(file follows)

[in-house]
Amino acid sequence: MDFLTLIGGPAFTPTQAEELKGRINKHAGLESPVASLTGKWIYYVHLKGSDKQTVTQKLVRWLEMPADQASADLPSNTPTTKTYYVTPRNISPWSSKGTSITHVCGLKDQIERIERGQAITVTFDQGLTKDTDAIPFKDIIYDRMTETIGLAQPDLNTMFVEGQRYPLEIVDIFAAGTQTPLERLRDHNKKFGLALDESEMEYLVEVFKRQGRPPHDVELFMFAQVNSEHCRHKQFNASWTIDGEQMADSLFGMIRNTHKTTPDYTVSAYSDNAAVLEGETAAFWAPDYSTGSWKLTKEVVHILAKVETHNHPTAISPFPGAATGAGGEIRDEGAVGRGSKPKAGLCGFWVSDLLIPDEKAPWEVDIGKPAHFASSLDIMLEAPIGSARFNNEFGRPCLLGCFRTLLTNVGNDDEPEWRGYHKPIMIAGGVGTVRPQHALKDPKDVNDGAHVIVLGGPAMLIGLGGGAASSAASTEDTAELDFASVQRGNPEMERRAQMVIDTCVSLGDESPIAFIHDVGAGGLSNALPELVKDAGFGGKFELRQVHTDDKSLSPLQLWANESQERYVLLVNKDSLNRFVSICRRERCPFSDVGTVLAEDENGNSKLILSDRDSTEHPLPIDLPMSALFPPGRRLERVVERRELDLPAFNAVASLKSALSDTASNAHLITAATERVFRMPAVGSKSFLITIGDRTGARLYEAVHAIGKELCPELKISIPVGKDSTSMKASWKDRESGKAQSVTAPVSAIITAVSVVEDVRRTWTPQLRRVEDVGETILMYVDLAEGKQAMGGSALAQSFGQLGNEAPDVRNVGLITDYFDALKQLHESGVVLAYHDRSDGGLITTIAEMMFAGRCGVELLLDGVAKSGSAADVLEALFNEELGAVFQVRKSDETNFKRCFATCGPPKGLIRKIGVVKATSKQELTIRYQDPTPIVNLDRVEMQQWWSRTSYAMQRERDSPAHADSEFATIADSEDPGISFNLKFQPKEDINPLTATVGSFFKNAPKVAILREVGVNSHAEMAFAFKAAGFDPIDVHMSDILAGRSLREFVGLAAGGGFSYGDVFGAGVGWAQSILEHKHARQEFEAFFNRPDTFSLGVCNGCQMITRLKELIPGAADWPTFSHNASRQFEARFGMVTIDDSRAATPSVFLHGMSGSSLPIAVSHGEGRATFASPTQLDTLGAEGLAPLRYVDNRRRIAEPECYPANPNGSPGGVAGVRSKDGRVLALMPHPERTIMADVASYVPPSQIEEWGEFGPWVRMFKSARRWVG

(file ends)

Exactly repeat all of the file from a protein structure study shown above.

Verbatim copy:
[in-house]
Amino acid sequence: MDFLTLIGGPAFTPTQAEELKGRINKHAGLESPVASLTGKWIYYVHLKGSDKQTVTQKLVRWLEMPADQASADLPSNTPTTKTYYVTPRNISPWSSKGTSITHVCGLKDQIERIERGQAITVTFDQGLTKDTDAIPFKDIIYDRMTETIGLAQPDLNTMFVEGQRYPLEIVDIFAAGTQTPLERLRDHNKKFGLALDESEMEYLVEVFKRQGRPPHDVELFMFAQVNSEHCRHKQFNASWTIDGEQMADSLFGMIRNTHKTTPDYTVSAYSDNAAVLEGETAAFWAPDYSTGSWKLTKEVVHILAKVETHNHPTAISPFPGAATGAGGEIRDEGAVGRGSKPKAGLCGFWVSDLLIPDEKAPWEVDIGKPAHFASSLDIMLEAPIGSARFNNEFGRPCLLGCFRTLLTNVGNDDEPEWRGYHKPIMIAGGVGTVRPQHALKDPKDVNDGAHVIVLGGPAMLIGLGGGAASSAASTEDTAELDFASVQRGNPEMERRAQMVIDTCVSLGDESPIAFIHDVGAGGLSNALPELVKDAGFGGKFELRQVHTDDKSLSPLQLWANESQERYVLLVNKDSLNRFVSICRRERCPFSDVGTVLAEDENGNSKLILSDRDSTEHPLPIDLPMSALFPPGRRLERVVERRELDLPAFNAVASLKSALSDTASNAHLITAATERVFRMPAVGSKSFLITIGDRTGARLYEAVHAIGKELCPELKISIPVGKDSTSMKASWKDRESGKAQSVTAPVSAIITAVSVVEDVRRTWTPQLRRVEDVGETILMYVDLAEGKQAMGGSALAQSFGQLGNEAPDVRNVGLITDYFDALKQLHESGVVLAYHDRSDGGLITTIAEMMFAGRCGVELLLDGVAKSGSAADVLEALFNEELGAVFQVRKSDETNFKRCFATCGPPKGLIRKIGVVKATSKQELTIRYQDPTPIVNLDRVEMQQWWSRTSYAMQRERDSPAHADSEFATIADSEDPGISFNLKFQPKEDINPLTATVGSFFKNAPKVAILREVGVNSHAEMAFAFKAAGFDPIDVHMSDILAGRSLREFVGLAAGGGFSYGDVFGAGVGWAQSILEHKHARQEFEAFFNRPDTFSLGVCNGCQMITRLKELIPGAADWPTFSHNASRQFEARFGMVTIDDSRAATPSVFLHGMSGSSLPIAVSHGEGRATFASPTQLDTLGAEGLAPLRYVDNRRRIAEPECYPANPNGSPGGVAGVRSKDGRVLALMPHPERTIMADVASYVPPSQIEEWGEFGPWVRMFKSARRWVG